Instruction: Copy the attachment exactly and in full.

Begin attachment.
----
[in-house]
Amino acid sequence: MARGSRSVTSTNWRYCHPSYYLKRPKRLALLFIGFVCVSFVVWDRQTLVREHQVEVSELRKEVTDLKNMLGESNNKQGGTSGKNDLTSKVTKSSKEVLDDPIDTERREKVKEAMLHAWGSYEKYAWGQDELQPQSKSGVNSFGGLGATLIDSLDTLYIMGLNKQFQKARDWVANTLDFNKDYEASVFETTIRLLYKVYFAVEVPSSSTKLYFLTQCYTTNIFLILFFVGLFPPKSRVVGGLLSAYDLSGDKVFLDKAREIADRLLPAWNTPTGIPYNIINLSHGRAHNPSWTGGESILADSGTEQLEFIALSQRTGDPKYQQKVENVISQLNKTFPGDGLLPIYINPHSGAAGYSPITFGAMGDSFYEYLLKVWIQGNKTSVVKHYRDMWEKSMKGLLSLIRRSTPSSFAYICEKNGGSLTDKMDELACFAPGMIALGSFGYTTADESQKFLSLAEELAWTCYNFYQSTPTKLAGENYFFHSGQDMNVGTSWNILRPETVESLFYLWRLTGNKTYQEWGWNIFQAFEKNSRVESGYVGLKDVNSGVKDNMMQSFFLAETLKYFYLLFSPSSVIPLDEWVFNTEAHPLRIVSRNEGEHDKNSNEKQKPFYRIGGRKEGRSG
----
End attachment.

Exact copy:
[in-house]
Amino acid sequence: MARGSRSVTSTNWRYCHPSYYLKRPKRLALLFIGFVCVSFVVWDRQTLVREHQVEVSELRKEVTDLKNMLGESNNKQGGTSGKNDLTSKVTKSSKEVLDDPIDTERREKVKEAMLHAWGSYEKYAWGQDELQPQSKSGVNSFGGLGATLIDSLDTLYIMGLNKQFQKARDWVANTLDFNKDYEASVFETTIRLLYKVYFAVEVPSSSTKLYFLTQCYTTNIFLILFFVGLFPPKSRVVGGLLSAYDLSGDKVFLDKAREIADRLLPAWNTPTGIPYNIINLSHGRAHNPSWTGGESILADSGTEQLEFIALSQRTGDPKYQQKVENVISQLNKTFPGDGLLPIYINPHSGAAGYSPITFGAMGDSFYEYLLKVWIQGNKTSVVKHYRDMWEKSMKGLLSLIRRSTPSSFAYICEKNGGSLTDKMDELACFAPGMIALGSFGYTTADESQKFLSLAEELAWTCYNFYQSTPTKLAGENYFFHSGQDMNVGTSWNILRPETVESLFYLWRLTGNKTYQEWGWNIFQAFEKNSRVESGYVGLKDVNSGVKDNMMQSFFLAETLKYFYLLFSPSSVIPLDEWVFNTEAHPLRIVSRNEGEHDKNSNEKQKPFYRIGGRKEGRSG